Tao Ran, PhD

Tao Ran, PhD

Tao Ran, PhD

Position:

Researcher

Dr. Tao Ran is a health economist with extensive experience in analyzing health care data, setting up analytical models, collecting clinical and economic evidence, and research design. During her time at the DKFZ, She worked on the economic evaluation (mainly cost-effectiveness) of colorectal and breast cancer screening interventions by collaborating with experts in epidemiology, radiology, as well as gastroenterology within and outside of DKFZ. Moreover, Tao calculated the total costs associated with Chimeric Antigen Receptor T-cell immunotherapy in Germany.

Before joining DKFZ, Tao was a Steven M. Teutsch Prevention Effectiveness fellow at the US Centers for Disease Control and Prevention (CDC), where she was working on a number of cost-of-illness studies. She also worked at the CDC to provide economic evidence of public health interventions for the US Community Preventive Services Task Force. Besides, Tao had academic research experience at the University of Minnesota, analyzing consumers' willingness to pay for different nutrition elements; and at Louisiana State University, building discrete choice models to analyze producers' behavior. Tao has a PhD in Applied Economics and a master's degree in Applied Statistics from Louisiana State University.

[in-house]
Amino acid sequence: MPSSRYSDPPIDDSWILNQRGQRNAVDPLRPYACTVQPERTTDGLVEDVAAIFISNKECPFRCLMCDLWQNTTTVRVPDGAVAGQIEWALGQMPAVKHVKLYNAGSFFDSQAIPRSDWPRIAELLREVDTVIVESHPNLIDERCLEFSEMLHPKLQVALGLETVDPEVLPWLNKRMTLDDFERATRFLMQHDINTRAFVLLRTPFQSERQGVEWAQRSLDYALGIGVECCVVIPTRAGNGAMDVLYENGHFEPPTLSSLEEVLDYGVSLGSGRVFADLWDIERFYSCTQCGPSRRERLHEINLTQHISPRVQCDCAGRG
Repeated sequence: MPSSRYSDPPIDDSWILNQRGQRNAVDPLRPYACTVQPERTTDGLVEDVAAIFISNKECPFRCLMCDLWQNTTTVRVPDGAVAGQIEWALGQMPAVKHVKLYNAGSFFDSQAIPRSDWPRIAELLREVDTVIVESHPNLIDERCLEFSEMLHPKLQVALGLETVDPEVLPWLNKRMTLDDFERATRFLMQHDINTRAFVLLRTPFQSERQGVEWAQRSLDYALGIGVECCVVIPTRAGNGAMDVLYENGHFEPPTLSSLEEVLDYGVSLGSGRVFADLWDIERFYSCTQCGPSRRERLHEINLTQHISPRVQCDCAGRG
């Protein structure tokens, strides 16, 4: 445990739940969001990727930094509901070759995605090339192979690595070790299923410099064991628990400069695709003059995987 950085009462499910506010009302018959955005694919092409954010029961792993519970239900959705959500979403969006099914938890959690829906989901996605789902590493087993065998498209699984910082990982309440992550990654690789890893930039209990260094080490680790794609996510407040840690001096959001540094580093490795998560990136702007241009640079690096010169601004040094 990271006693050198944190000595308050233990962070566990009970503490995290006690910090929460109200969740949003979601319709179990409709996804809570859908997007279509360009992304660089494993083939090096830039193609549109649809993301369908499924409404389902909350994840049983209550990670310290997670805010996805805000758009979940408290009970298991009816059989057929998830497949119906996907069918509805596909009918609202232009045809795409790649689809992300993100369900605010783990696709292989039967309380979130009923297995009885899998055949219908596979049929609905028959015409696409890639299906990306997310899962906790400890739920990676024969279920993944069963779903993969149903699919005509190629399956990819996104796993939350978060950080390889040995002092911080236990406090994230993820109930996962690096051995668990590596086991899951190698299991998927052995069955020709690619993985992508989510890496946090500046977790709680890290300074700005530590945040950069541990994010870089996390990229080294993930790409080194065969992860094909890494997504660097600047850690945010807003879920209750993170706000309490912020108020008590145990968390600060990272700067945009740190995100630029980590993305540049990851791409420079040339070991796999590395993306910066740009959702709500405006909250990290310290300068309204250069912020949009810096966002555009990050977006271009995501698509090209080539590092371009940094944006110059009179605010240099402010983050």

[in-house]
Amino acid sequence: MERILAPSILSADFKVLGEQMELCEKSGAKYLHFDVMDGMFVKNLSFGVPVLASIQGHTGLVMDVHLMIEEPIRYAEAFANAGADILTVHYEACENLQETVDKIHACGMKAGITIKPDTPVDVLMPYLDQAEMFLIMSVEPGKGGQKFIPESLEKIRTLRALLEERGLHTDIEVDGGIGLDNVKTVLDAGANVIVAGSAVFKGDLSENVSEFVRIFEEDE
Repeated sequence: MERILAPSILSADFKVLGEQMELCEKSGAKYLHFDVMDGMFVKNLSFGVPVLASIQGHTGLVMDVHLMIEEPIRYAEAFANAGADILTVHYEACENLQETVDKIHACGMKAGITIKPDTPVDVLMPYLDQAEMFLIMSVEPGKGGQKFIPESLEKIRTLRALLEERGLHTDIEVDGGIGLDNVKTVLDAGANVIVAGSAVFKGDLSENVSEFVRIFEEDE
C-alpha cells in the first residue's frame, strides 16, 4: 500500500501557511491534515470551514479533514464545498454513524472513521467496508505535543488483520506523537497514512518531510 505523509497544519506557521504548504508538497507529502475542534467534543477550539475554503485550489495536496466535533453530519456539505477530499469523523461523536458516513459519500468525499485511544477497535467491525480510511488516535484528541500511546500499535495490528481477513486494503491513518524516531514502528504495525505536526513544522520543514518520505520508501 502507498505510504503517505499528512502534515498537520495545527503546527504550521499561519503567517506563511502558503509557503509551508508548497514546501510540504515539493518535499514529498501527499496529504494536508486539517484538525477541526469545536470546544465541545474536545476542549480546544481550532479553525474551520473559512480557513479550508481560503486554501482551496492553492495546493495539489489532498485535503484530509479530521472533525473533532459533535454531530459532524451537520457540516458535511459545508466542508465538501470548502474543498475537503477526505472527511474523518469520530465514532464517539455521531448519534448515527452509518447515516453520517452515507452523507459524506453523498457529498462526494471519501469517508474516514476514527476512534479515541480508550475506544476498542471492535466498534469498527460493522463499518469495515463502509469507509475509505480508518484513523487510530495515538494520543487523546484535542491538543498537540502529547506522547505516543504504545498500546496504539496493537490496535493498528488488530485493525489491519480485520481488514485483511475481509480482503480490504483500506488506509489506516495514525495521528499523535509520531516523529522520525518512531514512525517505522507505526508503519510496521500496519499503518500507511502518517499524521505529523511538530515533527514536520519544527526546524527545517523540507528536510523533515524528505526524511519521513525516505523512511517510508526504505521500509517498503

Selected Publications

T. Ran, C.-Y- Cheng, B. Misselwitz, H. Brenner, J. Ubels, M. Schlander:
Cost–effectiveness of colorectal cancer screening strategies — a systematic review.
Clinical Gastroenterology and Hepatology, in press (2019).
DOI: 10.1016/j.cgh.2019.01.014.

T. Ran, T. Nurmagambetov, K. Sircar:
Economic implications of unintentional carbon monoxide poisoning in the United States and the cost and benefit of CO detectors.
The American Journal of Emergency Medicine, (2018) 36(3) 414-419.
DOI: 10.1016/j.ajem.2017.08.048.

T. Ran, S.K. Chattopadhyay, Community Preventive Services Task Force:
Economic evaluation of community water fluoridation: a community guide systematic review.
American Journal of Preventive Medicine, (2016) 50(6) 790-796.
DOI: 10.1016/j.amepre.2015.10.014

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